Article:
Veterans who disagree with a clinical determination made by their treatment team are not given appropriate recourse for appealing such decisions. This legislation seeks to correct this issue by authorizing veterans to seek a second opinion from an independent entity. While the VFW strongly believes veterans who disagree with a decision made by their treatment team must be afforded a fair and expedient opportunity to appeal such decision, we do not believe an independent contractor would have the experience in diagnosing and treating the unique health care conditions veterans face. Furthermore, this legislation fails to address the larger issue that limits a veteran’s ability to appeal an eligibility decision regarding the Caregivers Program – VA’s inadequate clinical appeals process. 

VA’s current clinical appeals process does not afford veterans the ability to have their decision reviewed beyond the VISN level. Veterans who disagree with a clinical review conducted by the VAMC chief medical officer are given the opportunity to have the decision reviewed by the VISN director, who rarely overturns the VAMC decision. Moreover, the VISN level appeal is final, unless a veteran appeals to the Board of Veterans Appeal, which is not a viable option for veterans who require time sensitive medical treatments. That is why the VFW strongly urges this Subcommittee to review and reform the VA clinical appeals process.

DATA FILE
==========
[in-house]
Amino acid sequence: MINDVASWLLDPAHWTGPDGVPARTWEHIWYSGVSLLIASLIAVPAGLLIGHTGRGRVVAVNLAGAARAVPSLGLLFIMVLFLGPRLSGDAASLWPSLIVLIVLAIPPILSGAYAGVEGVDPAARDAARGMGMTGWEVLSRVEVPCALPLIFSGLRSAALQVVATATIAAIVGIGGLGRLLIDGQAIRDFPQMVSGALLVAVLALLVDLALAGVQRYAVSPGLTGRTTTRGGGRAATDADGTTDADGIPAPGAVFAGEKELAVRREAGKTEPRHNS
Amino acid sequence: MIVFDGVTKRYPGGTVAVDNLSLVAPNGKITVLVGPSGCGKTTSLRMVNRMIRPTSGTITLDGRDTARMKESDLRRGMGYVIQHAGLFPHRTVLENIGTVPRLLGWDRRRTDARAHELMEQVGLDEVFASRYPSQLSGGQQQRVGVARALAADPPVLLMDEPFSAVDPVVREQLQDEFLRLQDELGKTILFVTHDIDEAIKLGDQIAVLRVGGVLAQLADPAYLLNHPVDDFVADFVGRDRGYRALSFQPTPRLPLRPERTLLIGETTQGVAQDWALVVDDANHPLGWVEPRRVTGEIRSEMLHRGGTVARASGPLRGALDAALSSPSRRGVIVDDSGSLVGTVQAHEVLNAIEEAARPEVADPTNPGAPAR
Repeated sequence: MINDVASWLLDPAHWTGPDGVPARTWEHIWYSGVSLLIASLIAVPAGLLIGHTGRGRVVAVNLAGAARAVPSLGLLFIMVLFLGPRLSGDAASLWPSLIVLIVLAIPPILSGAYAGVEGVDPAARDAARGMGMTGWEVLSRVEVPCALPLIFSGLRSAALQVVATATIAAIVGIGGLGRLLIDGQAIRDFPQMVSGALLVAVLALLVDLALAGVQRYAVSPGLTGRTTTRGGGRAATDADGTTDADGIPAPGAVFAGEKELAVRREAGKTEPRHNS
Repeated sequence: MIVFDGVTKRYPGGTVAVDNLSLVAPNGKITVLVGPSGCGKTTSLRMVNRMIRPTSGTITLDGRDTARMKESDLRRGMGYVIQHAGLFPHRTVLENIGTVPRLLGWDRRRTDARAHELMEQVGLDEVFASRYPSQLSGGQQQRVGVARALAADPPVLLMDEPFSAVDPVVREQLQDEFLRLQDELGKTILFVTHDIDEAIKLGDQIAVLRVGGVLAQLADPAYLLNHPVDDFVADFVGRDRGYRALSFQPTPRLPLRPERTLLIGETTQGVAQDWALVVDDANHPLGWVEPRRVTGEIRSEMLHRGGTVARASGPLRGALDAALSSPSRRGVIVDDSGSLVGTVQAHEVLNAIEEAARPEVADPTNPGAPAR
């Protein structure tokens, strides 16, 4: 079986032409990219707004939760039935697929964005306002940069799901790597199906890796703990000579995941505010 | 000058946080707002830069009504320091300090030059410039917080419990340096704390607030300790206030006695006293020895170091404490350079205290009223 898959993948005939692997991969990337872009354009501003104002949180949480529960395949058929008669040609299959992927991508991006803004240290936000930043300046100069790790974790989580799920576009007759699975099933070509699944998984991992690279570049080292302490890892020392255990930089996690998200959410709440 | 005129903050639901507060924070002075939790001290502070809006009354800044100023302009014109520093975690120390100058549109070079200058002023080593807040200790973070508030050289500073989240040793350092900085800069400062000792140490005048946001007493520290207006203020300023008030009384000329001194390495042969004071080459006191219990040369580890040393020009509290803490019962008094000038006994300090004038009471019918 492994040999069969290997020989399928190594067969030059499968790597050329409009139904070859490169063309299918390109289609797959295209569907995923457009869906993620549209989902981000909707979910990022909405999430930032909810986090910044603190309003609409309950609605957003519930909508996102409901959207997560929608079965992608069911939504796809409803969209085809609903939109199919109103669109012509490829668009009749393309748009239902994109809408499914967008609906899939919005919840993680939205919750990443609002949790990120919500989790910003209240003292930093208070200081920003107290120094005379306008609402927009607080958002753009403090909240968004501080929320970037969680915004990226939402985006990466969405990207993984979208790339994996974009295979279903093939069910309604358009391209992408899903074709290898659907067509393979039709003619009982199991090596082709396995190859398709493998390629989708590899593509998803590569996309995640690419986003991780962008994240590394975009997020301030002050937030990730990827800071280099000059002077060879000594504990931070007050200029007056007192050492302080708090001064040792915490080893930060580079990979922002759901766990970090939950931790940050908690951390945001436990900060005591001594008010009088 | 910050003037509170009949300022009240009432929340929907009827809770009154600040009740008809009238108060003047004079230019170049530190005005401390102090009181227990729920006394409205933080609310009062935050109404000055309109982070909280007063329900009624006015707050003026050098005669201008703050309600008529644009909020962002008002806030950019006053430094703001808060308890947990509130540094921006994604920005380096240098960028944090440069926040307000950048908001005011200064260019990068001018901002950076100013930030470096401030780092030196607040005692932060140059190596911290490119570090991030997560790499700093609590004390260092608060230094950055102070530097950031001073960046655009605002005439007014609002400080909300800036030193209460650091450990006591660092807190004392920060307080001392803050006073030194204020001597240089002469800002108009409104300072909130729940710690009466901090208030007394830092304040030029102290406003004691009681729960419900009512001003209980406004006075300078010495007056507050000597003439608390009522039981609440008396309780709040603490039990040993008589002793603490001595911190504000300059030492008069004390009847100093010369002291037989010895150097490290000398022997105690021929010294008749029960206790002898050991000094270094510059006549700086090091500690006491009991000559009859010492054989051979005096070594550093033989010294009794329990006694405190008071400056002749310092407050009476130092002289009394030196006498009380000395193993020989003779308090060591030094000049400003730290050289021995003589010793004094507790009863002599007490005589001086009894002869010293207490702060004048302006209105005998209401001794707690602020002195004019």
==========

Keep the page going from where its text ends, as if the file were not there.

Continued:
Draft legislation to ensure each medical facility of the Department of Veterans Affairs complies with requirements relating to scheduling veterans for health care appointments

The VFW supports the intent of this legislation, which would require all VA medical facilities to certify compliance with scheduling laws and directives. However, the VFW does not believe this legislation would resolve the underlying issue with scheduling at VA medical facilities.

In the VFW’s two reports on the Veterans Choice Program, which can be found at www.vfw.org/vawatch, we found VA’s wait time metric is flawed and susceptible to data manipulation.  For example, VA’s preferred date metric does not properly measure how long a veteran waits for an appointment.  A recent Government Accountability Office (GAO) report entitled “Actions Needed to Improve Newly Enrolled Veterans’ Access to Primary Care” also highlights how a veteran who waited 20 days to see a primary care provider from the time he requested an appointment is recorded into the scheduling system as waiting 4 days for his appointment.